America's National Parks

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Looking across the salt flats of Death Valley

In response to an invitation by fellow garden blogger Pam, at Digging, I’m going to write a bit about some of the National Parks I’ve visited over the years. As Pam noted in her introductory post (here), most gardeners share a love of the greater outdoors, not just their own little patch of dirt. There’s so much to learn from, and be inspired by, the vast expanses of natural landscapes featured in our parks. Each and every one of them has at least one OMG! vista that will live in your mind’s eye forever. They are truly a gift of our American heritage.

My First

One of my earliest childhood memories is of a rare family vacation that was not just a visit to “the relatives.” Our destination was Yellowstone Park, or as I thought of it, Jellystone Park. Our goal was to see Yogi and Boo-Boo, and we did! I also remember looking out over a steep cliff to view a beautiful waterfall and the river far below. My dear dad kept urging me to “get closer for a better look!” (Amazingly, I did not develop a deep seated fear of heights.) I must admit though, that my biggest memory of that entire trip was that we got to stay in a motel, and that the motel had a swimming pool, and that I had gotten a new swimming suit just for the trip that matched my big sister’s (oversized harlequin diamonds, hers was blue, mine gold). Oh, well. I guess when you’re five years old it’s the little things that make the big impressions.

My Most Recent

Last December my husband and I took a long road trip over the Christmas holidays. Part of the plan was to spend a day in Death Valley. The enormity of the space is pretty overwhelming; I kept thinking, “This is what Afghanistan must look like?!” That, plus the extremely low speed limits and poorly designed/built roads (must’ve taken the lowest bid on that one…), made for a marathon day. I would recommend that you plan to stay in the park at least one night so you can see some of the attractions featured off of the main road. The ability to be there very early in the morning or at sunset would allow for some terrific photo opps!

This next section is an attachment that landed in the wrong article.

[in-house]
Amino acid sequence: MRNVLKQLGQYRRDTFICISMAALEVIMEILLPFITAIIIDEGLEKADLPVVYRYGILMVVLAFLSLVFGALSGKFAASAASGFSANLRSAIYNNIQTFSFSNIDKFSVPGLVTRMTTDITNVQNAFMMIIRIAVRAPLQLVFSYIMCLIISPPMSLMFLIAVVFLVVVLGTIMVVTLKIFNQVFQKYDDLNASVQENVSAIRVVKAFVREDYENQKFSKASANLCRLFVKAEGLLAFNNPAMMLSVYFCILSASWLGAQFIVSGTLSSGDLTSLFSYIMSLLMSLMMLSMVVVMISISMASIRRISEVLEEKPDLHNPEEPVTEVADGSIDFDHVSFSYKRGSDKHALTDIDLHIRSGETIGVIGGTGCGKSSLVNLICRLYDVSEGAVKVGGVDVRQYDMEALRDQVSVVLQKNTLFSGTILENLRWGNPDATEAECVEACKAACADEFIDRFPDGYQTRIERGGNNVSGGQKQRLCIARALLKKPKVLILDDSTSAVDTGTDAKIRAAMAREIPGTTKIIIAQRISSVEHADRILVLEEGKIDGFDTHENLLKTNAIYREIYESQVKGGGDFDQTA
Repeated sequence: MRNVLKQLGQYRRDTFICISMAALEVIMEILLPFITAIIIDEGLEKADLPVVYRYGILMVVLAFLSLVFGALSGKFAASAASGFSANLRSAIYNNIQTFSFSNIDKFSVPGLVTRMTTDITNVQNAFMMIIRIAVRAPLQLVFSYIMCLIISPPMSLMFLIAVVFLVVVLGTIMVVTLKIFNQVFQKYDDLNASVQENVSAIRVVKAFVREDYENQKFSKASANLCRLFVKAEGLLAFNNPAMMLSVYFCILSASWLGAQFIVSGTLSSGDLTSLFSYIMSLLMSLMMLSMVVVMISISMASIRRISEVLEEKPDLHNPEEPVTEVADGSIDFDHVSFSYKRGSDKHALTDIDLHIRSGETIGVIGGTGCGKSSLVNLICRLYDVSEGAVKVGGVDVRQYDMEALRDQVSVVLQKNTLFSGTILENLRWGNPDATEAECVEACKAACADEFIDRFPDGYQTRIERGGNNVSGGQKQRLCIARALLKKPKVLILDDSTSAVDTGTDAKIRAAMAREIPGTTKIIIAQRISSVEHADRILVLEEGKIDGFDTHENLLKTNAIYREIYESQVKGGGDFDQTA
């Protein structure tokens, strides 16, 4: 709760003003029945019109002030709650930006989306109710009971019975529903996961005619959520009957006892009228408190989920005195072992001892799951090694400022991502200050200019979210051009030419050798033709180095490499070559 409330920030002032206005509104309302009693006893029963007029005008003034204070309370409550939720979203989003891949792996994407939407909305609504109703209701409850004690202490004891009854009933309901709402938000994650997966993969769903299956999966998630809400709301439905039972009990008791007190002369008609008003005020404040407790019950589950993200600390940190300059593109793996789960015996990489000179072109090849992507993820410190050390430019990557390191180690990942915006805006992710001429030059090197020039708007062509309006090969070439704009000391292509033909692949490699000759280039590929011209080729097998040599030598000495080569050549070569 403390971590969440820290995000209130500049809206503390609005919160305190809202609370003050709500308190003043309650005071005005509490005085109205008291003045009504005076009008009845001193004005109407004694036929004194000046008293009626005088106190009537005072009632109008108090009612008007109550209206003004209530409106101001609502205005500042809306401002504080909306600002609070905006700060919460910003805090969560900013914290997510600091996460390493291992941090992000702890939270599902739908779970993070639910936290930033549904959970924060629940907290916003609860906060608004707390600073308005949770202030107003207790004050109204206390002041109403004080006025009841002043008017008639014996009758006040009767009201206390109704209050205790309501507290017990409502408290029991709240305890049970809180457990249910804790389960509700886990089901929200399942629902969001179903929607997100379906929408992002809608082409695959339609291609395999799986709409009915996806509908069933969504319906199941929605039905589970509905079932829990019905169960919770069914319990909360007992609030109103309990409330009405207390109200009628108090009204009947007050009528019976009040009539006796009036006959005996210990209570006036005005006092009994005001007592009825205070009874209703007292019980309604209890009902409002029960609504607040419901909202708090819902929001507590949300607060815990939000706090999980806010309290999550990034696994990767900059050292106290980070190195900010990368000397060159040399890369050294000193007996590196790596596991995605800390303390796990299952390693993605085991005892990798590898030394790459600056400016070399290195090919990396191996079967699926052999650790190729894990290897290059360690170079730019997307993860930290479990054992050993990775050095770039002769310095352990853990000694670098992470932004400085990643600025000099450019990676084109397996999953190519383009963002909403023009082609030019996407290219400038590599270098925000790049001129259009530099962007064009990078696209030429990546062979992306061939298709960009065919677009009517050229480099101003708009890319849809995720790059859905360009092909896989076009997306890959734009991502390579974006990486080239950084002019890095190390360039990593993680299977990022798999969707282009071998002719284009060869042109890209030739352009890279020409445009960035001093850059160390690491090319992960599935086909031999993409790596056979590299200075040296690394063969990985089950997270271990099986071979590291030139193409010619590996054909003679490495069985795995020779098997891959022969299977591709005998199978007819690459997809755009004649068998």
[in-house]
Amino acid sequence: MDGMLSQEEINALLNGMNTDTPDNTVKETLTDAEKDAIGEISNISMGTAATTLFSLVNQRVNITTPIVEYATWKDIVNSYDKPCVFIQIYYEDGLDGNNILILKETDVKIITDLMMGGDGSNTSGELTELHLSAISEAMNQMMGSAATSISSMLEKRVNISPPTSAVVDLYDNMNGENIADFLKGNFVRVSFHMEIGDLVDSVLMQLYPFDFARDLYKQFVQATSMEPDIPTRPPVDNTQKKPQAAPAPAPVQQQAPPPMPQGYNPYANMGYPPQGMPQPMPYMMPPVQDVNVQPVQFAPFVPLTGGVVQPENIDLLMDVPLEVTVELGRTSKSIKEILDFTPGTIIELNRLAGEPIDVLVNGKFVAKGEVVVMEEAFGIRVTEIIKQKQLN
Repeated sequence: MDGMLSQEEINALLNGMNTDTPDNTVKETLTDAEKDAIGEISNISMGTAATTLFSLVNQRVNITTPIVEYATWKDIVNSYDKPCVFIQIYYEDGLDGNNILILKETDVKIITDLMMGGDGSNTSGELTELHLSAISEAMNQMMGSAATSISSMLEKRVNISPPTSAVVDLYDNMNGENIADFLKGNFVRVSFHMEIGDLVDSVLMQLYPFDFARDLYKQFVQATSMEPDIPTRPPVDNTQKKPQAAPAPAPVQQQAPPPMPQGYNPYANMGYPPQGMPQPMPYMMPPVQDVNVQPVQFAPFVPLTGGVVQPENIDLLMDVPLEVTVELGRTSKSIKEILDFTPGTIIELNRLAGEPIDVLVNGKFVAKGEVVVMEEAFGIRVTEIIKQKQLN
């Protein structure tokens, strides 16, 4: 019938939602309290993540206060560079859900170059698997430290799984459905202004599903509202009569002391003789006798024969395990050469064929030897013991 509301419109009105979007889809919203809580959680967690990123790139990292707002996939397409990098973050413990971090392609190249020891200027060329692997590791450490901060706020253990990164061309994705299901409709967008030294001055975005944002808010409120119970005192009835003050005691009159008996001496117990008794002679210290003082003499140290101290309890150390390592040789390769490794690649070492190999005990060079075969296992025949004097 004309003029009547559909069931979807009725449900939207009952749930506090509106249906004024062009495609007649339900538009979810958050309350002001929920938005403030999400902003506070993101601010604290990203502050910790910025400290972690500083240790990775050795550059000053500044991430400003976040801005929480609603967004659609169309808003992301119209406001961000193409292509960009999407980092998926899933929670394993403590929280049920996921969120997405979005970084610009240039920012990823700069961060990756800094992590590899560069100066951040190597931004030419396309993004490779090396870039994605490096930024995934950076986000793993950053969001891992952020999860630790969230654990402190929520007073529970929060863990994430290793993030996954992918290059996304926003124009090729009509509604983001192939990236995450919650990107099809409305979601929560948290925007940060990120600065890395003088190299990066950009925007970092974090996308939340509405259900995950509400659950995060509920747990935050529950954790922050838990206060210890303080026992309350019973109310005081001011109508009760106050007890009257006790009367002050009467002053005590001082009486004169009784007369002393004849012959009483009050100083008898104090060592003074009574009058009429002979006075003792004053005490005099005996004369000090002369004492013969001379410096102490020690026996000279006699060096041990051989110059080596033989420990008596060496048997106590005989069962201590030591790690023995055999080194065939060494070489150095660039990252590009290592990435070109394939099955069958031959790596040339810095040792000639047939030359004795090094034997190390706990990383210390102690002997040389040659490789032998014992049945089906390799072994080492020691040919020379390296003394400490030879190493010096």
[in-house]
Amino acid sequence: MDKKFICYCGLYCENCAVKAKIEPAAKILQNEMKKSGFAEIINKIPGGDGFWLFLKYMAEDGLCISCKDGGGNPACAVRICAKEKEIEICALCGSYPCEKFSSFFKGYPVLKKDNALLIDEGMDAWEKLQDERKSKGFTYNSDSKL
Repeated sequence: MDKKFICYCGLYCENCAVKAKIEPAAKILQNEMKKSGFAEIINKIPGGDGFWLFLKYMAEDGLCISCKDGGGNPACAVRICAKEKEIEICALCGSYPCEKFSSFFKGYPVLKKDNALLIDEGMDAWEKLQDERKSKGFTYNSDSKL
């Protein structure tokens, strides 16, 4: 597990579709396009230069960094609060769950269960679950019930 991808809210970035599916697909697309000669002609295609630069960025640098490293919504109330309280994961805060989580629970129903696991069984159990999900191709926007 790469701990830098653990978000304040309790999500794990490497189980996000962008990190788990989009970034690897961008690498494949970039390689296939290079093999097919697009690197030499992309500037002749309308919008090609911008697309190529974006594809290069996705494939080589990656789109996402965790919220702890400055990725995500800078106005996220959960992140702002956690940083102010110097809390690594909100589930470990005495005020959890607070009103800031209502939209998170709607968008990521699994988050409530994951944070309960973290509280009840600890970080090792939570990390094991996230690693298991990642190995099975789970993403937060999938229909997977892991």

My All Time Favorite

Gotta be Mesa Verde. I first visited this park when I was about ten years old. I loved reading historical fiction as a child. Stories of pioneers, cowboys and, particularly, Native Americans were my favorites. The idea that this remnant of an ancient civilization had been discovered just recently by working cowboys really captured my imagination. As I grew older, my interests in architecture, fine crafts, and plants! would also be enriched and expanded by visits to Mesa Verde. My roots are deep in the southwest; New Mexico, Colorado, and even (yes, I’ll admit it) Texas. The beauty of the southwestern landscape really speaks to me, and the vistas in this park are gorgeous in any season. A special sense of place and timelessness is what makes Mesa Verde resonate deep within my core and makes it a joy to visit again and again.

Been Here, Too

Rocky Mountain - kind of a snooze for me, I see vistas like this all the time!

Zion - awsome! I would love to stay in the lodge here.

Grand Canyon - make it a destination. It's too hard to get to for a quick peek over the edge.

Great Sand Dunes - a fun, fun family spot.

Don’t Forget our National Monuments!

They are certainly smaller, but typically quirky and fun. Check out Black Canyon of the Gunnison in Colorado, Capulin, Bandelier, and White Sands (my destination come November) in New Mexico, and Four Corners in, well, the four corners.

Happy travels!

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